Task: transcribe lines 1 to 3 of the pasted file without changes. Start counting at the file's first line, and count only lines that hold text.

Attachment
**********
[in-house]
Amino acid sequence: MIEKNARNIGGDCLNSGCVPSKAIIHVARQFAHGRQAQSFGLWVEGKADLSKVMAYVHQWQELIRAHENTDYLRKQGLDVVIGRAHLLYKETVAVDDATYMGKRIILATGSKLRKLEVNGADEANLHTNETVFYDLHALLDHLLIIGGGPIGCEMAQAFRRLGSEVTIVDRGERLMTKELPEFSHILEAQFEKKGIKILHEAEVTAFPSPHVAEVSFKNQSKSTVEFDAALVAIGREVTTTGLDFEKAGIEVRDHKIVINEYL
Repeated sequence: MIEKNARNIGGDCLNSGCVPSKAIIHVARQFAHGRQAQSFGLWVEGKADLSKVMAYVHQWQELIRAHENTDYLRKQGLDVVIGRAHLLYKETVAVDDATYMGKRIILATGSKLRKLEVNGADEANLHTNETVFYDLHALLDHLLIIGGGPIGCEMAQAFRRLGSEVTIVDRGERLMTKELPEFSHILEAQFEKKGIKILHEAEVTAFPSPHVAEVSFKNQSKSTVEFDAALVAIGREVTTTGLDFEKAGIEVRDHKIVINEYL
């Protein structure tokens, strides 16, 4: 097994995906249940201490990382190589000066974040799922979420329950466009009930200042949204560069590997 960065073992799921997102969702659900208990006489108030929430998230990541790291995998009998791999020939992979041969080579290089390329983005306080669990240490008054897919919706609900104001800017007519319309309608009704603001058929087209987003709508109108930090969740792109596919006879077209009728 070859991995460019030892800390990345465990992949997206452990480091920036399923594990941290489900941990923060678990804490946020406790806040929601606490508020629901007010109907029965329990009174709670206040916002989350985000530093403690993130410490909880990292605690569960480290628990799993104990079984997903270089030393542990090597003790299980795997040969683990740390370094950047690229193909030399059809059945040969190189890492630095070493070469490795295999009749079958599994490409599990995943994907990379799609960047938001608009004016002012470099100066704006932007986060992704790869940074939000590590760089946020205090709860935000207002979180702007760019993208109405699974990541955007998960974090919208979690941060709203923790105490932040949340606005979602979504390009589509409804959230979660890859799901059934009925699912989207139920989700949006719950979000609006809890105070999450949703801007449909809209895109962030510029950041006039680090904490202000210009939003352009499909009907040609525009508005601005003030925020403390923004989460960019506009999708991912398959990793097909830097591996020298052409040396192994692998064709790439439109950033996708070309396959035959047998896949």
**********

[in-house]
Amino acid sequence: MIEKNARNIGGDCLNSGCVPSKAIIHVARQFAHGRQAQSFGLWVEGKADLSKVMAYVHQWQELIRAHENTDYLRKQGLDVVIGRAHLLYKETVAVDDATYMGKRIILATGSKLRKLEVNGADEANLHTNETVFYDLHALLDHLLIIGGGPIGCEMAQAFRRLGSEVTIVDRGERLMTKELPEFSHILEAQFEKKGIKILHEAEVTAFPSPHVAEVSFKNQSKSTVEFDAALVAIGREVTTTGLDFEKAGIEVRDHKIVINEYL
Repeated sequence: MIEKNARNIGGDCLNSGCVPSKAIIHVARQFAHGRQAQSFGLWVEGKADLSKVMAYVHQWQELIRAHENTDYLRKQGLDVVIGRAHLLYKETVAVDDATYMGKRIILATGSKLRKLEVNGADEANLHTNETVFYDLHALLDHLLIIGGGPIGCEMAQAFRRLGSEVTIVDRGERLMTKELPEFSHILEAQFEKKGIKILHEAEVTAFPSPHVAEVSFKNQSKSTVEFDAALVAIGREVTTTGLDFEKAGIEVRDHKIVINEYL